Japan Geoscience Union Meeting 2019

Presentation information

[J] Poster

M (Multidisciplinary and Interdisciplinary) » M-TT Technology & Techniques

[M-TT48] Frontiers in Geochemistry

Sun. May 26, 2019 10:45 AM - 12:15 PM Poster Hall (International Exhibition Hall8, Makuhari Messe)

convener:Hirochika Sumino(Department of Basic Science, Graduate School of Arts and Sciences, The University of Tokyo), Tetsuya Yokoyama(Department of Earth and Planetary Sciences, School of Science, Tokyo Institute of Technology), Hajime Obata(Marine inorganic chemistry division, Atmosphere and Ocean Research Institute, University of Tokyo)

[MTT48-P05] Development of seawater stable Ba isotope analysis by DS-TIMS technique

*Shigeyuki Wakaki1, Yuki Tezuka2, Takashi Miyazaki3, Keiji Horikawa2 (1.Kochi Institute for Core Sample Research, JAMSTEC, 2.Univ. of Toyama , 3.Department of Solid Earth Geochemistry, JAMSTEC)

Keywords:Ba stable isotopes, double spike technique, seawater

Depth profile of Ba in the ocean is characterized by nutrient-type distribution: the surface seawater has low Ba concentrations whereas the bottom water has high Ba concentrations. Barite formation in the ocean surface effectively removes Ba from the surface water. Part of the settling barite particles dissolve during the descent transporting Ba into deeper part of the ocean. The barite precipitation chemistry from seawater accompanies Ba stable isotope fractionation (von Allmen et al., 2010). Therefore, seawater Ba stable isotope composition is heterogeneous and variable in vertical directions (Horner et al., 2015). Also, the stable Ba isotopic composition of surface waters seems to be sensitive to riverine input and thus is a potential tracer of water mass interactions and ocean cycling (Cao et al., 2016).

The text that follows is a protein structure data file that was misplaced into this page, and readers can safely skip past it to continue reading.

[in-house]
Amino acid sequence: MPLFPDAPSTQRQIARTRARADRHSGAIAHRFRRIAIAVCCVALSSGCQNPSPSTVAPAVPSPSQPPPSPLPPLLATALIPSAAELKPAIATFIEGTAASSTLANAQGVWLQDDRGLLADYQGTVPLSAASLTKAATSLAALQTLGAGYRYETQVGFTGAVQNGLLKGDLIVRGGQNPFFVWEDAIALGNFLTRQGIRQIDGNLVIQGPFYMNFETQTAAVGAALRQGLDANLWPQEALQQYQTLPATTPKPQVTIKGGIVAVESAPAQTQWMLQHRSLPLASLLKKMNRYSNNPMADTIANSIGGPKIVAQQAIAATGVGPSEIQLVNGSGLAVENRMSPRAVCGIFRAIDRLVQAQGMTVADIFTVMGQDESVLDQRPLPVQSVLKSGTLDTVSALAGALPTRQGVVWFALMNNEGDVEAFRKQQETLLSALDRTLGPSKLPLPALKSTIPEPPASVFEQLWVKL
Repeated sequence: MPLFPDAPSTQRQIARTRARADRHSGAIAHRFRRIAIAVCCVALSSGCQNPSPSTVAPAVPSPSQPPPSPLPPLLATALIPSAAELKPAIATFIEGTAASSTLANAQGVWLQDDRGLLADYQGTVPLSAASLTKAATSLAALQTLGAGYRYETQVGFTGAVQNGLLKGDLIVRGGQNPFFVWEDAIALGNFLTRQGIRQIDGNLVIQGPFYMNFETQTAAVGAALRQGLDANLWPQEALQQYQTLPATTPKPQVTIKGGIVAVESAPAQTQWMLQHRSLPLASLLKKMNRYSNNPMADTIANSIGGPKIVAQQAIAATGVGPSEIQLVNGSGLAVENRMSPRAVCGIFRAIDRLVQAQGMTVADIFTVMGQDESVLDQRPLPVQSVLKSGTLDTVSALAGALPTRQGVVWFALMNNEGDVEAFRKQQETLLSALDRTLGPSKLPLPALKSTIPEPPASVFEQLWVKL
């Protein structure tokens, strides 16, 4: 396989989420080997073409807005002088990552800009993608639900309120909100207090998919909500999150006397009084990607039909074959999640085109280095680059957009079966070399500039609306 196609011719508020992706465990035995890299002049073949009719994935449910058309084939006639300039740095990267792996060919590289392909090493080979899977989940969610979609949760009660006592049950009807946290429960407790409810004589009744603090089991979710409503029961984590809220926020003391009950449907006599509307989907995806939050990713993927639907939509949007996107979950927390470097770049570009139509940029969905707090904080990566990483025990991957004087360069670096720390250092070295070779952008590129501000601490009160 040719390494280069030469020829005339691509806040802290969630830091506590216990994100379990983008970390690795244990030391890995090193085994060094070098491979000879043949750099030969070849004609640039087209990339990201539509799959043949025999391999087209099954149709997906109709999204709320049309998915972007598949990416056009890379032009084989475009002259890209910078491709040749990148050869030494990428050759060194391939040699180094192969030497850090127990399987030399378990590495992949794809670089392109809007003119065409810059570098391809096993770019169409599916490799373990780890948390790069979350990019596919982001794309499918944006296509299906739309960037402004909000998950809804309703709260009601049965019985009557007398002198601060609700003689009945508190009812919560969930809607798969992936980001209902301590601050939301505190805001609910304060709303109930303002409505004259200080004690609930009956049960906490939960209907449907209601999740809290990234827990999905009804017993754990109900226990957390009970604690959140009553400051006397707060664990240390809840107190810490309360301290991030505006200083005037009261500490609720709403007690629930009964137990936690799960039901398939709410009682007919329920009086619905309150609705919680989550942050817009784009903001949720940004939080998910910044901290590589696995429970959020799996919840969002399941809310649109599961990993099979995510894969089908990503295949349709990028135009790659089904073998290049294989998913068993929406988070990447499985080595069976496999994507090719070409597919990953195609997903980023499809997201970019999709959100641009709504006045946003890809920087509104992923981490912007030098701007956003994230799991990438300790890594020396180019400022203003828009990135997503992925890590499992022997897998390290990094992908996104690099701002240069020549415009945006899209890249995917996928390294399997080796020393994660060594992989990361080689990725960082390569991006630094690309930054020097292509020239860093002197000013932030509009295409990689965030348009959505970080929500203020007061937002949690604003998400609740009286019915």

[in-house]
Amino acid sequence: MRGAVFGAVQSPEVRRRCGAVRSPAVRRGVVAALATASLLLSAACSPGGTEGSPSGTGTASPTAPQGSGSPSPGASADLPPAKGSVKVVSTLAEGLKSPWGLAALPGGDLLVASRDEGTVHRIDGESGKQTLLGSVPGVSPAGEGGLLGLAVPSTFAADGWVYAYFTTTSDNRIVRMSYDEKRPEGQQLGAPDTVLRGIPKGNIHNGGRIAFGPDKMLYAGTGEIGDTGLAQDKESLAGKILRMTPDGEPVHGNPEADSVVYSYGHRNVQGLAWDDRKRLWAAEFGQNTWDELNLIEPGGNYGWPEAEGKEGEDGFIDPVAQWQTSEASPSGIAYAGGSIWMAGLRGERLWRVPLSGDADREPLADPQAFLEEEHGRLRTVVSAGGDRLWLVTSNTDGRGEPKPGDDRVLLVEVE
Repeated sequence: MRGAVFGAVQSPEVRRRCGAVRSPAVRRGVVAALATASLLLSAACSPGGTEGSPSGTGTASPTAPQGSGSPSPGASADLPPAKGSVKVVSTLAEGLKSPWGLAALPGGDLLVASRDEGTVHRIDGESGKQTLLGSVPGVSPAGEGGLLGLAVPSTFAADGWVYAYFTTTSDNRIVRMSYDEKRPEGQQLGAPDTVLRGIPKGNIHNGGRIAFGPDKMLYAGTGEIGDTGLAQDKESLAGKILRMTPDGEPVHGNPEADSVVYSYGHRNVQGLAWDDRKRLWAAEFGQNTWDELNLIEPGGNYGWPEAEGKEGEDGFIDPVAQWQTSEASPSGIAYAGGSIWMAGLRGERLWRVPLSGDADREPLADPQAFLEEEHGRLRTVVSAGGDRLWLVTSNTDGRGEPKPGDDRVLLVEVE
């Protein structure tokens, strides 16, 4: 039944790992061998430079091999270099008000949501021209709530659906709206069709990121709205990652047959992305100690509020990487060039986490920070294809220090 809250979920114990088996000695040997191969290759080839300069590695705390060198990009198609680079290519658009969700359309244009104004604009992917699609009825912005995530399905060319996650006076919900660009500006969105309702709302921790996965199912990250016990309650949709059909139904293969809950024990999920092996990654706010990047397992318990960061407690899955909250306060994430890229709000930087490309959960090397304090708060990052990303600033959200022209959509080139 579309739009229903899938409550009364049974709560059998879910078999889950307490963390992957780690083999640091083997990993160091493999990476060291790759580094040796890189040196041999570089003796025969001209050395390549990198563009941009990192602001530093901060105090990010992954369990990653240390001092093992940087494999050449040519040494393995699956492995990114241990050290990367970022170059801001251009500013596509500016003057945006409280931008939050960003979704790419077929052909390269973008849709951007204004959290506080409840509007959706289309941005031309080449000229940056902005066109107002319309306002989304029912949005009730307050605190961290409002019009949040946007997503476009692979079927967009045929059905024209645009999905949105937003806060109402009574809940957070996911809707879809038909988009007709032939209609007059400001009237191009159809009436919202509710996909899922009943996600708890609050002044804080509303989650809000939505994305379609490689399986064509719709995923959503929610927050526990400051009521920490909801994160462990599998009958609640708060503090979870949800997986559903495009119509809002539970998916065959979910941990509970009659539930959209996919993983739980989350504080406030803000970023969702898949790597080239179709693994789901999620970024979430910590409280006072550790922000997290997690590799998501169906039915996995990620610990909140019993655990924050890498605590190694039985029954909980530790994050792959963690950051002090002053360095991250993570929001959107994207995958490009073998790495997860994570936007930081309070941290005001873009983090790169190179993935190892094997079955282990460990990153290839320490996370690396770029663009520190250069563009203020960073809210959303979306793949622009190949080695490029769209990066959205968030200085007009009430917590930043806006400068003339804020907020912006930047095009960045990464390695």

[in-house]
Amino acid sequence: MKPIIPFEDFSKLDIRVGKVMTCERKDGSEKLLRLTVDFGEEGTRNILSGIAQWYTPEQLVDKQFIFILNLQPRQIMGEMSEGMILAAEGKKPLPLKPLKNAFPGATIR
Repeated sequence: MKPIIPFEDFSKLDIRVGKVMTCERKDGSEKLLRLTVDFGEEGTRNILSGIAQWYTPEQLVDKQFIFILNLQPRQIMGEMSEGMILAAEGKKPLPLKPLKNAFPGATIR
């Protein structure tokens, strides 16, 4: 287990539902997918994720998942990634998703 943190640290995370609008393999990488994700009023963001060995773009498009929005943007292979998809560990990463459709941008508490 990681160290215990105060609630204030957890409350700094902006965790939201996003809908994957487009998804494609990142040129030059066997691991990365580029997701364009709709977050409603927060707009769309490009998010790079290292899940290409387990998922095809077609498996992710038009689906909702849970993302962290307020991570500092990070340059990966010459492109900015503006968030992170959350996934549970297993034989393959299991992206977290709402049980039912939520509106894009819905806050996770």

The variation of stable Ba isotope ratios in the ocean is on the order of sub-permil. Therefore, detection of the seawater Ba isotope ratio changes requires high-precision analytical technique. In this study, we developed a method to analyze seawater Ba stable isotope composition with high- precision and high-accuracy using double-spike thermal ionization mass spectrometry (DS-TIMS). The spike used in this study was 134Ba-136Ba double spike with 134Ba/136Ba ratio of 2.5. Ba isotope ratios were measured with Thermo Triton TIMS in Kochi Core Center. Mass spectrometric conditions as well as conditions of double-spike data analysis were thoroughly optimized by repeated analysis of Ba reagents (NIST SRM3104a and an in-house reference reagent) to obtain the highest precision from a single dataset. With the optimized analytical conditions, the external precision of the δ138/134Ba value of multiple reagent analyses was +/- 0.01 ‰ (2SD, n = 6). We will also discuss about the remaining issues for seawater analyses.